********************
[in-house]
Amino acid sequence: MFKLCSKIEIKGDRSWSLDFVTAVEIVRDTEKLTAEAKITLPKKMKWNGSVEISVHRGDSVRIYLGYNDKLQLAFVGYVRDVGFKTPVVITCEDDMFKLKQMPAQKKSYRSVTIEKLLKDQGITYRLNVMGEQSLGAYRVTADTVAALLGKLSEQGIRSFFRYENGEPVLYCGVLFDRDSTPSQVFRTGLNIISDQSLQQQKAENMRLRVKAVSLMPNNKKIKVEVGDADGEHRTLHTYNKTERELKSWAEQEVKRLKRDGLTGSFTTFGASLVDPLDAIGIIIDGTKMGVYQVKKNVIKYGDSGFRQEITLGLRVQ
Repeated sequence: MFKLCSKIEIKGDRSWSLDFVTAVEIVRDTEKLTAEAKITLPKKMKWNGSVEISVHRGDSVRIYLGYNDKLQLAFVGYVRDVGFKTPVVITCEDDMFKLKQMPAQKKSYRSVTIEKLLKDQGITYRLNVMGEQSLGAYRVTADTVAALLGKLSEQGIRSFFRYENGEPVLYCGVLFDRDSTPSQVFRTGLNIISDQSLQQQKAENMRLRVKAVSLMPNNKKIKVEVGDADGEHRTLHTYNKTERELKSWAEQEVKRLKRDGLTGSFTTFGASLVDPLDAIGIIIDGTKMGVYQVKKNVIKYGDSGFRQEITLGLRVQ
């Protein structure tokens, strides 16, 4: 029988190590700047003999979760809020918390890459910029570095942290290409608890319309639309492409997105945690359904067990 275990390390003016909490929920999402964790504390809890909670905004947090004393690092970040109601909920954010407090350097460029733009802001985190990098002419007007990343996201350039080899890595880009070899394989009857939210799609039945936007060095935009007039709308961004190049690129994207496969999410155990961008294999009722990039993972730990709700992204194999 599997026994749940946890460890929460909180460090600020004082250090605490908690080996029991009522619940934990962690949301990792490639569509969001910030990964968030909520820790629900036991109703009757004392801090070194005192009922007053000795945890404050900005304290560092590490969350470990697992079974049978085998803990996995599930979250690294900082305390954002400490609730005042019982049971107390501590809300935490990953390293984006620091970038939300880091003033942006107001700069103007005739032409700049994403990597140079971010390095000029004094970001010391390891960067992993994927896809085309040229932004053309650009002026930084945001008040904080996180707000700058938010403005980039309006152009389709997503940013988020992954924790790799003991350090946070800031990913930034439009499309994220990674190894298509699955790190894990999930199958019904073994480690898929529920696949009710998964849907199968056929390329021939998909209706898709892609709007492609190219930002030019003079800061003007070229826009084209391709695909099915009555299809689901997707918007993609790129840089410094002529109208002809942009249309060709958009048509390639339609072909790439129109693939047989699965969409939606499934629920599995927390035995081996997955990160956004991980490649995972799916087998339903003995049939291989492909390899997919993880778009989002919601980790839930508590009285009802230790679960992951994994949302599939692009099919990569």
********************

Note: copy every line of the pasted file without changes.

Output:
[in-house]
Amino acid sequence: MFKLCSKIEIKGDRSWSLDFVTAVEIVRDTEKLTAEAKITLPKKMKWNGSVEISVHRGDSVRIYLGYNDKLQLAFVGYVRDVGFKTPVVITCEDDMFKLKQMPAQKKSYRSVTIEKLLKDQGITYRLNVMGEQSLGAYRVTADTVAALLGKLSEQGIRSFFRYENGEPVLYCGVLFDRDSTPSQVFRTGLNIISDQSLQQQKAENMRLRVKAVSLMPNNKKIKVEVGDADGEHRTLHTYNKTERELKSWAEQEVKRLKRDGLTGSFTTFGASLVDPLDAIGIIIDGTKMGVYQVKKNVIKYGDSGFRQEITLGLRVQ
Repeated sequence: MFKLCSKIEIKGDRSWSLDFVTAVEIVRDTEKLTAEAKITLPKKMKWNGSVEISVHRGDSVRIYLGYNDKLQLAFVGYVRDVGFKTPVVITCEDDMFKLKQMPAQKKSYRSVTIEKLLKDQGITYRLNVMGEQSLGAYRVTADTVAALLGKLSEQGIRSFFRYENGEPVLYCGVLFDRDSTPSQVFRTGLNIISDQSLQQQKAENMRLRVKAVSLMPNNKKIKVEVGDADGEHRTLHTYNKTERELKSWAEQEVKRLKRDGLTGSFTTFGASLVDPLDAIGIIIDGTKMGVYQVKKNVIKYGDSGFRQEITLGLRVQ
């Protein structure tokens, strides 16, 4: 029988190590700047003999979760809020918390890459910029570095942290290409608890319309639309492409997105945690359904067990 275990390390003016909490929920999402964790504390809890909670905004947090004393690092970040109601909920954010407090350097460029733009802001985190990098002419007007990343996201350039080899890595880009070899394989009857939210799609039945936007060095935009007039709308961004190049690129994207496969999410155990961008294999009722990039993972730990709700992204194999 599997026994749940946890460890929460909180460090600020004082250090605490908690080996029991009522619940934990962690949301990792490639569509969001910030990964968030909520820790629900036991109703009757004392801090070194005192009922007053000795945890404050900005304290560092590490969350470990697992079974049978085998803990996995599930979250690294900082305390954002400490609730005042019982049971107390501590809300935490990953390293984006620091970038939300880091003033942006107001700069103007005739032409700049994403990597140079971010390095000029004094970001010391390891960067992993994927896809085309040229932004053309650009002026930084945001008040904080996180707000700058938010403005980039309006152009389709997503940013988020992954924790790799003991350090946070800031990913930034439009499309994220990674190894298509699955790190894990999930199958019904073994480690898929529920696949009710998964849907199968056929390329021939998909209706898709892609709007492609190219930002030019003079800061003007070229826009084209391709695909099915009555299809689901997707918007993609790129840089410094002529109208002809942009249309060709958009048509390639339609072909790439129109693939047989699965969409939606499934629920599995927390035995081996997955990160956004991980490649995972799916087998339903003995049939291989492909390899997919993880778009989002919601980790839930508590009285009802230790679960992951994994949302599939692009099919990569």